The House I Live In (2012)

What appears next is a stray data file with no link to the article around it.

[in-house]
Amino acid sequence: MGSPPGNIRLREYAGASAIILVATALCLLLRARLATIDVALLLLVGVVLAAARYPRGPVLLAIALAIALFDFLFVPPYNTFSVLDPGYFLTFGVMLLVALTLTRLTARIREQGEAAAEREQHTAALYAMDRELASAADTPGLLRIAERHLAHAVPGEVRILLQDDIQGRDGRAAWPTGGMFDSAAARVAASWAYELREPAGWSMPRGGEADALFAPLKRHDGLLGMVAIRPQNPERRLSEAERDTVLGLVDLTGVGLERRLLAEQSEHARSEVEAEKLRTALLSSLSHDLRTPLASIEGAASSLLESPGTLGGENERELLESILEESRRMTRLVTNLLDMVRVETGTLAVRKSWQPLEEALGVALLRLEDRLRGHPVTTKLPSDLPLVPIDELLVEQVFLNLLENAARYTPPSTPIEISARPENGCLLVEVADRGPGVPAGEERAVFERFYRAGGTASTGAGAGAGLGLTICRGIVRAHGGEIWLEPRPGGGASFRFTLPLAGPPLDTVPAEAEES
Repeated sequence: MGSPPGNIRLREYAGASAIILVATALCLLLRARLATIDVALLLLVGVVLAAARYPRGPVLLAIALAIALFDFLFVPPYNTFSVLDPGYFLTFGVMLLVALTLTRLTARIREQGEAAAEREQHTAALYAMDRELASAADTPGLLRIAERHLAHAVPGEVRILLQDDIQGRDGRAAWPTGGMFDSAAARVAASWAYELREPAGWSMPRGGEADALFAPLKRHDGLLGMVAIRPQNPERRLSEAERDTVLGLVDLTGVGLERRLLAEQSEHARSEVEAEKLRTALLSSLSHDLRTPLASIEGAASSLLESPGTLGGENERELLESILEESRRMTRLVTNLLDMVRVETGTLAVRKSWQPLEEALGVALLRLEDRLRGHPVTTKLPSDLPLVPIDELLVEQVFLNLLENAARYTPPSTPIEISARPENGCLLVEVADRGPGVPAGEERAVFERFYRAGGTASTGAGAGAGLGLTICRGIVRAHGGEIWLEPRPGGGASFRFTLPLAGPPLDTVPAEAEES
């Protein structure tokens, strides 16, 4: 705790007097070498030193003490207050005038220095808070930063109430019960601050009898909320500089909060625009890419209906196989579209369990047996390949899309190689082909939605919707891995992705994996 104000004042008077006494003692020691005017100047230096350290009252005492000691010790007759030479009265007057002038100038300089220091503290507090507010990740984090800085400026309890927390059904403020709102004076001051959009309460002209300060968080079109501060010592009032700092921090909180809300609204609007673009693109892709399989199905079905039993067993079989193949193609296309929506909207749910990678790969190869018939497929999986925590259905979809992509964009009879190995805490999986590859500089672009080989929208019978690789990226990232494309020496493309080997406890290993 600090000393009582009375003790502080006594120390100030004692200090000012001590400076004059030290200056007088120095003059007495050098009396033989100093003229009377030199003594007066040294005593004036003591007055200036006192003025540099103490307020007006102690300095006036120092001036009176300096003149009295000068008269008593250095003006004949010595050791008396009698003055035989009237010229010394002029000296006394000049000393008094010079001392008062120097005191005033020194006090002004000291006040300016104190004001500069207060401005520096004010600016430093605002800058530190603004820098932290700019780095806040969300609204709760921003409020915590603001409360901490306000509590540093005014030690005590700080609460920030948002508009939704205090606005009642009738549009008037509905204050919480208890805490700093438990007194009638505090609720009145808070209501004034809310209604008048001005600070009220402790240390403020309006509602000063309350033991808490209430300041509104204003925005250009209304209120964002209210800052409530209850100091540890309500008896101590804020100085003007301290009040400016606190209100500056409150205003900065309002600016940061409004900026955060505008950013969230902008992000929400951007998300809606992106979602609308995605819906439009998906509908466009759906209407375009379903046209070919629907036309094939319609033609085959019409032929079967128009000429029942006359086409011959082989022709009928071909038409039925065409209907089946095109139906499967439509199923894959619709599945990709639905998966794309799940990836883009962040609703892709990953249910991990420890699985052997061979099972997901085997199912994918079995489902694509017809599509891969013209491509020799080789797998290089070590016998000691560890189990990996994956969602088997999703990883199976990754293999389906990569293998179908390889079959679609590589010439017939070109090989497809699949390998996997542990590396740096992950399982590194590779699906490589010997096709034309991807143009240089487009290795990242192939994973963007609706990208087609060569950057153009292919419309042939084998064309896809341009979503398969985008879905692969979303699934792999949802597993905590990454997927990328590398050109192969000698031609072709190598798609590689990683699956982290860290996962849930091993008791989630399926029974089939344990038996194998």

This is a confusing movie about a complex subject, but it's still worth watching. Drugs are bad enough; as one bereaved mother says in this documentary film, "drugs are a monster." But the impression given by writer and director Eugene Jarecki is that, no matter how bad drugs are, the "war on drugs" is worse. That's a tough sell. The movie is right, though. There are horrible problems associated with the "war on drugs" started by President Nixon in 1971. 45 million people have been arrested, many of them non-violent offenders. Mandatory minimum sentences restrict judicial discretion. Ridiculous laws punish users of crack far more harshly than users of powder cocaine. Confiscation of property by police turns out to be a tantalizing treasure trove. And God help the politician who appears "soft on crime." The net effect of all these things has been to decimate our urban black families, whose people are far more likely to suffer the consequences of the war on drugs. For a scholarly treatment of the same subject, see Michelle Alexander, The New Jim Crow; Mass Incarceration in the Age of Colorblindness (2012 revised edition). Alexander is one of the many experts interviewed in the film. Her book argues that our penal system isn't broken; it's doing just what it was created to do — control black people.